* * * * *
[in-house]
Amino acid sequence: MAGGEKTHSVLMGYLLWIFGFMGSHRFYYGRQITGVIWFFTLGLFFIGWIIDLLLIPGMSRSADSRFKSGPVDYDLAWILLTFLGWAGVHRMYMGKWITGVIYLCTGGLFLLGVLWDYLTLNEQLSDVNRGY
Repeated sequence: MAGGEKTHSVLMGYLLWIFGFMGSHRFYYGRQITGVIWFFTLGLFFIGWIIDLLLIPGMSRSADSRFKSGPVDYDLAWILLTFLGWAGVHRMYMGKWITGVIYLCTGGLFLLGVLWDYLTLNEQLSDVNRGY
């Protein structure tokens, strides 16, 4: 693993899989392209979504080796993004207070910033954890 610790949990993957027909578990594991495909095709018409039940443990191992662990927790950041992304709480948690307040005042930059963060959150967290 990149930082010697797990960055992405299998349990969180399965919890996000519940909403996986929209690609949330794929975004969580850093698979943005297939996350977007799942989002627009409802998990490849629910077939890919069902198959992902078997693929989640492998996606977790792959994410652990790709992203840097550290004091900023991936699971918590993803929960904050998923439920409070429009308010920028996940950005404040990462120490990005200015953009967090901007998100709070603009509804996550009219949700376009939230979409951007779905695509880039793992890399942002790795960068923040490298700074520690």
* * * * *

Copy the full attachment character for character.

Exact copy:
[in-house]
Amino acid sequence: MAGGEKTHSVLMGYLLWIFGFMGSHRFYYGRQITGVIWFFTLGLFFIGWIIDLLLIPGMSRSADSRFKSGPVDYDLAWILLTFLGWAGVHRMYMGKWITGVIYLCTGGLFLLGVLWDYLTLNEQLSDVNRGY
Repeated sequence: MAGGEKTHSVLMGYLLWIFGFMGSHRFYYGRQITGVIWFFTLGLFFIGWIIDLLLIPGMSRSADSRFKSGPVDYDLAWILLTFLGWAGVHRMYMGKWITGVIYLCTGGLFLLGVLWDYLTLNEQLSDVNRGY
């Protein structure tokens, strides 16, 4: 693993899989392209979504080796993004207070910033954890 610790949990993957027909578990594991495909095709018409039940443990191992662990927790950041992304709480948690307040005042930059963060959150967290 990149930082010697797990960055992405299998349990969180399965919890996000519940909403996986929209690609949330794929975004969580850093698979943005297939996350977007799942989002627009409802998990490849629910077939890919069902198959992902078997693929989640492998996606977790792959994410652990790709992203840097550290004091900023991936699971918590993803929960904050998923439920409070429009308010920028996940950005404040990462120490990005200015953009967090901007998100709070603009509804996550009219949700376009939230979409951007779905695509880039793992890399942002790795960068923040490298700074520690």